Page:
When PowerShell outputs data to the console, the type of that data is not always obvious. That can sometimes lead to frustrating situations. While it's easy enough to check object types manually, it can sometimes be nice to see that information by default. We can accomplish that with a couple slight
Out-Default: The code in typetoggle.ps1 defines a pair of toggle functions. Executing the
typesonfunction will override the
Out-Defaultcmdlet so that it stores output type and length in global variables.
- Display prompt information: Within the
promptfunction of your
$profile, use the code from prompt.ps1 to display type information.
The prompt will only display type information if the last command includes a call to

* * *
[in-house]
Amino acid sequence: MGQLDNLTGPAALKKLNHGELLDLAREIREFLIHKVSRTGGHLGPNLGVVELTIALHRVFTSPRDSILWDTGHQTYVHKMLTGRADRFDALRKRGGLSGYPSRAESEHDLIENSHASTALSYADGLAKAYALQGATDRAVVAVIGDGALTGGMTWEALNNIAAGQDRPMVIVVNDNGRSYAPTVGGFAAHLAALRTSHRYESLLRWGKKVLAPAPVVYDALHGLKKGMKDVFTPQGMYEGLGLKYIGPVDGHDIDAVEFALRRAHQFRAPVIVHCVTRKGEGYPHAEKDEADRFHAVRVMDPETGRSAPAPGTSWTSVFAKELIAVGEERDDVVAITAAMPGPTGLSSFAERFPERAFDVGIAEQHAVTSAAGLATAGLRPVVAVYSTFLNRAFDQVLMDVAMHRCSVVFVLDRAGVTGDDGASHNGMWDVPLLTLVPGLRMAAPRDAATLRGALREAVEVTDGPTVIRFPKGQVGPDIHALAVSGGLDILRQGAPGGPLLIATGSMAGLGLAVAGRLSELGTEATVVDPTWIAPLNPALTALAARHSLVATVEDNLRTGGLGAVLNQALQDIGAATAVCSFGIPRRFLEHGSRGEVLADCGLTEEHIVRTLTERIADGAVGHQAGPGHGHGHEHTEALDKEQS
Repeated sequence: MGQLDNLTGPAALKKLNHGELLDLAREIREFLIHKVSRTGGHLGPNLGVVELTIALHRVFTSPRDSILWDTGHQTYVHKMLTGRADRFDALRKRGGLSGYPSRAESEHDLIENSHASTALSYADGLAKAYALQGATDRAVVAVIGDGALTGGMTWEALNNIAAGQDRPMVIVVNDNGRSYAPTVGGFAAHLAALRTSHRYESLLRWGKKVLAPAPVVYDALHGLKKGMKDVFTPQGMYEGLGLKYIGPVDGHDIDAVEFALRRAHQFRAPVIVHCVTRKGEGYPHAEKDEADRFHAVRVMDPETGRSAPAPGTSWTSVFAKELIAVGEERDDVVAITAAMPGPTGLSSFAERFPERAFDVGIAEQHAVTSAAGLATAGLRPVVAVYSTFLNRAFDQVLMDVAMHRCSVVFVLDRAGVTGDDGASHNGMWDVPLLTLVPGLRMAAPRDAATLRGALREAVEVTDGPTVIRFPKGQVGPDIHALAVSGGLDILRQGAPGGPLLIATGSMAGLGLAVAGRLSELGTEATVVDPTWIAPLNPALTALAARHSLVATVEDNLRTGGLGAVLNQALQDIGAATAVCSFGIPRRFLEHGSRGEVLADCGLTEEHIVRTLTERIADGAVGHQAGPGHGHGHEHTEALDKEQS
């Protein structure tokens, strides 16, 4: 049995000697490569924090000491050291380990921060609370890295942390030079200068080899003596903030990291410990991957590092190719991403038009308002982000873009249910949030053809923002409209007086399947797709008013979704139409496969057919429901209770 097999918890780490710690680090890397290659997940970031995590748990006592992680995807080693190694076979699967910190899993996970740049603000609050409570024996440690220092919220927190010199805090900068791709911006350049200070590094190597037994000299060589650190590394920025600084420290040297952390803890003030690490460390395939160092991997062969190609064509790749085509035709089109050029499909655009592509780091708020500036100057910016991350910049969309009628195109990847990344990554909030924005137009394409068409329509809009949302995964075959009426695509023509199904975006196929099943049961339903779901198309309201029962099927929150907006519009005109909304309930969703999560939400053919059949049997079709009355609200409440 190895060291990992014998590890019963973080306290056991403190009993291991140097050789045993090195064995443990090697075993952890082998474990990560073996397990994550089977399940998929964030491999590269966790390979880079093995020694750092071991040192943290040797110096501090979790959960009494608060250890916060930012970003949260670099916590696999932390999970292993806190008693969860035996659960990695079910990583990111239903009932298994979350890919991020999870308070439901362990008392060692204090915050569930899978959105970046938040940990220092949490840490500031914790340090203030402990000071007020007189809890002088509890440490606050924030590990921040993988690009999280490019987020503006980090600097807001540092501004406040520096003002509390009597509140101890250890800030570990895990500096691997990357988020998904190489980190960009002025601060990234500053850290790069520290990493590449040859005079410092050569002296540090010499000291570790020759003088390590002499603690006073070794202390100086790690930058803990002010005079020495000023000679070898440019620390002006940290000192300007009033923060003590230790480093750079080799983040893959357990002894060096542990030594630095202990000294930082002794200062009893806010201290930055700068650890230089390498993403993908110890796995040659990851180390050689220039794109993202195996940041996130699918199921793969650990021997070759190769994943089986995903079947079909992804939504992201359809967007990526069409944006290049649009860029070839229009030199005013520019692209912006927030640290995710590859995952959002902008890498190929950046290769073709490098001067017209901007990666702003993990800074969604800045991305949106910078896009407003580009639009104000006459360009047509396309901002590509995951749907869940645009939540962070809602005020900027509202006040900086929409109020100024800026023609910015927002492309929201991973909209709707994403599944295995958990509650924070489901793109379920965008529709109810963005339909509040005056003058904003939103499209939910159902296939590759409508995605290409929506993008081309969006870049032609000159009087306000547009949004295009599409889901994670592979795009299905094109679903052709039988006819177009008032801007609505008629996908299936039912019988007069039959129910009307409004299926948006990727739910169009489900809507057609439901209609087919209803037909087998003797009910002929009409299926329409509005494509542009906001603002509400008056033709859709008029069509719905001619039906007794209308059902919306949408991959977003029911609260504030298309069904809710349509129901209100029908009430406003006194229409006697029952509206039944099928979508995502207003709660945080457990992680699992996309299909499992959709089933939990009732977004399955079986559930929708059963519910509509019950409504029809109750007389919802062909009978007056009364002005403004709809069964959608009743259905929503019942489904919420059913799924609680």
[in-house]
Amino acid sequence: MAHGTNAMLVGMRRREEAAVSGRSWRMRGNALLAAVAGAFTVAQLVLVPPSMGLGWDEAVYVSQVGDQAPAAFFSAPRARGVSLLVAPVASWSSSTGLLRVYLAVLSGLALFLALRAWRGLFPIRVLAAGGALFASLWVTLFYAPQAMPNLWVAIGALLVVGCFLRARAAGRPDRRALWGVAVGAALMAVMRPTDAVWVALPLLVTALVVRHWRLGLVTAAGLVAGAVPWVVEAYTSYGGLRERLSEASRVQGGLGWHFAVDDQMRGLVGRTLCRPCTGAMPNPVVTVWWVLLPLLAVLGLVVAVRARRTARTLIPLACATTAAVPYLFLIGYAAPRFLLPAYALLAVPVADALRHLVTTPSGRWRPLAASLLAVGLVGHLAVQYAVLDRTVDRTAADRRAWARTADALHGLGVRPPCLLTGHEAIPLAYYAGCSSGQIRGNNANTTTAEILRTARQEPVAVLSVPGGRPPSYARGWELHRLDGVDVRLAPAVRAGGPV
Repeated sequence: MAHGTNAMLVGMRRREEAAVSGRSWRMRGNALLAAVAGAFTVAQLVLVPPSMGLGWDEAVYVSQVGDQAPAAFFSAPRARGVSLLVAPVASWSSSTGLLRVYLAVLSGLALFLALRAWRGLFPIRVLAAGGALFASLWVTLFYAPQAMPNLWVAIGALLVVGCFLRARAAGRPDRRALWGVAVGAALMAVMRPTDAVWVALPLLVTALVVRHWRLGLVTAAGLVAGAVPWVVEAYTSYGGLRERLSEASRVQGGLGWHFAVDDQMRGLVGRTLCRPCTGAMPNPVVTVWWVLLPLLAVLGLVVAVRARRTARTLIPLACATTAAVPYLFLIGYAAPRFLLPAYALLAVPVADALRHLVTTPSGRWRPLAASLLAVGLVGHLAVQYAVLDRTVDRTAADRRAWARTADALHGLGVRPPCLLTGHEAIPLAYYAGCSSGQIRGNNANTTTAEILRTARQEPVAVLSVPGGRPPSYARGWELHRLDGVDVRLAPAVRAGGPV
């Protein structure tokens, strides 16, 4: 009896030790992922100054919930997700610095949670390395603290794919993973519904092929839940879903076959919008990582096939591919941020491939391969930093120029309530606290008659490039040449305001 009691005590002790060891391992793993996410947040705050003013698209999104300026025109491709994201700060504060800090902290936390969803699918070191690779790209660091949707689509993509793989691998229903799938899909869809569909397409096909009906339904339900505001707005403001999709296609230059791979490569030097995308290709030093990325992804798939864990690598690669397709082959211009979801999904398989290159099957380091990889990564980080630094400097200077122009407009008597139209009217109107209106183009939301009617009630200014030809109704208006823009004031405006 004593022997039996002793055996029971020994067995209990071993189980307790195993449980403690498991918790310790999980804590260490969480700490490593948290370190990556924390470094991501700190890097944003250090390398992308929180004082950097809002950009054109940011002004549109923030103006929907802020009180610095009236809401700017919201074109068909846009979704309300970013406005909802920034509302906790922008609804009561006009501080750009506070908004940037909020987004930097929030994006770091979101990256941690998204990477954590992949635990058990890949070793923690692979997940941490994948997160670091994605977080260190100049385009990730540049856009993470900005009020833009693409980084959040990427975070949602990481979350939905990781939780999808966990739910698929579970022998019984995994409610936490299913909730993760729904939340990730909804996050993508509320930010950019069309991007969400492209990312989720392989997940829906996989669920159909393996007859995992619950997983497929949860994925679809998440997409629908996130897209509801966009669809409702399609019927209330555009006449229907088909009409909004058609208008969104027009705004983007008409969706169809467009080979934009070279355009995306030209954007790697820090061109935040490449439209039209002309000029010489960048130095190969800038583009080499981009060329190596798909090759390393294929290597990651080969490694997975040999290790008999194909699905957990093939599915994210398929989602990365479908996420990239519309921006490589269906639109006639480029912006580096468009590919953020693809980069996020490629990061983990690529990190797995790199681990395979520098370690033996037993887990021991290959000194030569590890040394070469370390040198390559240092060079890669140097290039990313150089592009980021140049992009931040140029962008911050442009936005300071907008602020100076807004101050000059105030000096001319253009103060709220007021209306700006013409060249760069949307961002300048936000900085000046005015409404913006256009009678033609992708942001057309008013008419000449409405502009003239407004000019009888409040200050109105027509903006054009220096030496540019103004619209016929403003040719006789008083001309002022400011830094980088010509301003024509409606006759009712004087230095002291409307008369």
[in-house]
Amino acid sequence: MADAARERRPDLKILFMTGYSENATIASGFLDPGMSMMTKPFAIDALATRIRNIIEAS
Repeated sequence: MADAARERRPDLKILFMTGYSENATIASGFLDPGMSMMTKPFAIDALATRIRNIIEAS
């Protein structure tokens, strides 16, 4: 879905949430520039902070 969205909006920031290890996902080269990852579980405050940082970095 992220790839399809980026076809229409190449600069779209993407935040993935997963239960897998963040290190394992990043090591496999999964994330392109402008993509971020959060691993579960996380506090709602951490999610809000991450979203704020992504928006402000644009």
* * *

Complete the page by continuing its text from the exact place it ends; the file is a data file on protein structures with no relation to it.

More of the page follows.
Out-Default. This usually occurs implicitly at the end of the PowerShell pipeline.
Directory listing with 9 items
Last Output Type: System.Object (Length: 9)
Single user returned from the ActiveDirectory module's
Last Output Type: Microsoft.ActiveDirectory.Management.ADUser
Last Output Type: System.Object (Length: 44)
Get-Content <filename> -Raw
Last Output Type: System.String (Length: 1327)
Those last two examples really show where something like this can be useful. From the console, the output from both commands appears to be the same. When you check the type, you can see that one command returns an array of 44 strings while the other returns a single 1327-character string. If you're doing any sort of work with that output, that's good information to have.
When I realized that this sort of behavior would be useful, I searched around to see how other people had done it. The implementation that came closest to what I wanted was here. So thank you, Andy Schneider, five and a half years after the fact!